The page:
I’ve never done much exercise. To be honest, I never enjoyed it and there was always something else I’d rather be doing — reading a book, watching a movie, house chores. Anything except exercising. I think, over time, I got it into my head that exercise just wasn’t my thing.
And that was fine while I was younger, but when I hit menopause things started to change. I began to experience pain in my knees and ankles, and some days just going up and down stairs was a struggle. I was only 50, so I knew I had to do something about it.
Running’s In The Family
Running wasn’t an obvious thing for me to do, but I feel like running came to me rather than me choosing to take up running. My sister has been a keen runner for years and my sister-in-law also runs. I saw how much they enjoyed it and how motivated they always were to get out there and run. Then my daughter, aged 22, also took up running. It seemed like everyone around me was now a runner.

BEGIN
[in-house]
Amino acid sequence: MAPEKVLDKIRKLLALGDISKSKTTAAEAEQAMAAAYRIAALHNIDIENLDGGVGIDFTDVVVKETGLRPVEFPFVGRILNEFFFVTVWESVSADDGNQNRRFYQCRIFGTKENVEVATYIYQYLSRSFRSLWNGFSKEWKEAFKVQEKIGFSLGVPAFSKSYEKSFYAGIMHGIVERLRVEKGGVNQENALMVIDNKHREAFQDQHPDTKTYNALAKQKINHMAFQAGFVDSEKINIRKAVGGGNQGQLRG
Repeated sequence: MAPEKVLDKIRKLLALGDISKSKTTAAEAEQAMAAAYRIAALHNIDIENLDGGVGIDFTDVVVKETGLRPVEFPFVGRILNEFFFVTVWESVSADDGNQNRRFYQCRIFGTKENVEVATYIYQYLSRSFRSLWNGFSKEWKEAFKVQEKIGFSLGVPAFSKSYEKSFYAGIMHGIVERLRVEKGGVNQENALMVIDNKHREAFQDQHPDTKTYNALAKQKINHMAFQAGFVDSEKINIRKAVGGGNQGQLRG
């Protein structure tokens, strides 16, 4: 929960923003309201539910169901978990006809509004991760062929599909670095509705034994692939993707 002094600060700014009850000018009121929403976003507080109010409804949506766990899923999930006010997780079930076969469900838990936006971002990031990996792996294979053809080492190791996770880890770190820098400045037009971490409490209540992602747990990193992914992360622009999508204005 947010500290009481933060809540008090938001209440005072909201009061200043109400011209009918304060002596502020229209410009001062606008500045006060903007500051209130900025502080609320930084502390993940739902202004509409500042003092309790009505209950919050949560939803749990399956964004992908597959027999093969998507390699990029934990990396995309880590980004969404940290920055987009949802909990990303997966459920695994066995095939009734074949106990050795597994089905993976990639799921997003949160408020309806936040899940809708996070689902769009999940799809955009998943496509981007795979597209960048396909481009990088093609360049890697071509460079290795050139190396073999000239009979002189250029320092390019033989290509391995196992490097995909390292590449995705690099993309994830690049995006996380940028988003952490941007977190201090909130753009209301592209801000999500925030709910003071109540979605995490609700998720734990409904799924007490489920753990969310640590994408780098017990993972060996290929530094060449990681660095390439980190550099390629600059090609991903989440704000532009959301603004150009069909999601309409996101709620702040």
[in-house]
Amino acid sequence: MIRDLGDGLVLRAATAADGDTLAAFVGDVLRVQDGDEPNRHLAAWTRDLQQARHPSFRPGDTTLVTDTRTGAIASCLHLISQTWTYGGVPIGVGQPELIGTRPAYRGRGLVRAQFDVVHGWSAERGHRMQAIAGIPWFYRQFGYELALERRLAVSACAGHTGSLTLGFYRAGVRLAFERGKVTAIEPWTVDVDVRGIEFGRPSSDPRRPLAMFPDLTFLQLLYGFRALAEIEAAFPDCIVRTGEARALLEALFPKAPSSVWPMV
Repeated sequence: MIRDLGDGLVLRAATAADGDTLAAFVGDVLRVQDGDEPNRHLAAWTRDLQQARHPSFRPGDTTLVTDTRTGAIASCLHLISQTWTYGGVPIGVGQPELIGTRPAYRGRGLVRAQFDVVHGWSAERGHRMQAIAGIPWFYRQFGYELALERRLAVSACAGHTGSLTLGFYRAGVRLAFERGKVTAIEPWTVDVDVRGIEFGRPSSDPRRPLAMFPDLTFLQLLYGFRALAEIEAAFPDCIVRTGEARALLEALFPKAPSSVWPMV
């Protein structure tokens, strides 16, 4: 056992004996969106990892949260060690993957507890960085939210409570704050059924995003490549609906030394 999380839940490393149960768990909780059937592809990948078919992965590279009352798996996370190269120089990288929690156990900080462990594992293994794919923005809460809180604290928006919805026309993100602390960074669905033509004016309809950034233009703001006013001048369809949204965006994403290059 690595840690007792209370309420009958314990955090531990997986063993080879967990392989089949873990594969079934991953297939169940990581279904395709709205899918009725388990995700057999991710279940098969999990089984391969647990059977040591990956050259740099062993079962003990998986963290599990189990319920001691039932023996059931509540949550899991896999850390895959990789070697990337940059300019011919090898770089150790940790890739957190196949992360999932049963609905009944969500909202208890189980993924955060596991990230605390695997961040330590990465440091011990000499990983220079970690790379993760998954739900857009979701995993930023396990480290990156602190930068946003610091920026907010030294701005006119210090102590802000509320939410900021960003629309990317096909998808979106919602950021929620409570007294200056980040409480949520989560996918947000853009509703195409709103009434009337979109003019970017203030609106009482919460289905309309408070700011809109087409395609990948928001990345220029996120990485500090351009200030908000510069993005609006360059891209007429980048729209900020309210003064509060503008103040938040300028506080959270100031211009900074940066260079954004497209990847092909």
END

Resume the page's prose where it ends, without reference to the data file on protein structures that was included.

I have always enjoyed walking and hiking, so it felt like it would be a gentle and natural progression from there to start running. To be honest, I’m not sure if I would have done it if my family weren’t all doing it already. I felt comfort in the act that I could talk to them about it, run with them, and share the experience.
From The Couch To The Field
There’s an NHS app in the UK called “Couch to 5k” that has been specially designed to get older people up off the couch and out running. It starts off very gentle, just a minute jogging at a time, interspersed with walking, and it gradually builds up over 9 weeks until you’re running for 30 minutes without stopping. This sounded like it was made for me, which it kind of was!
So I decided this would be the best way for me to begin. The app gives you tips while you’re running about breathing and about how to land and take off with your feet for each step. Music plays in between the narration, which I found motivating. The app also tells you how far you’ve run and how many minutes you have left, which I found spurred me on when I felt like stopping.
The Great Outdoors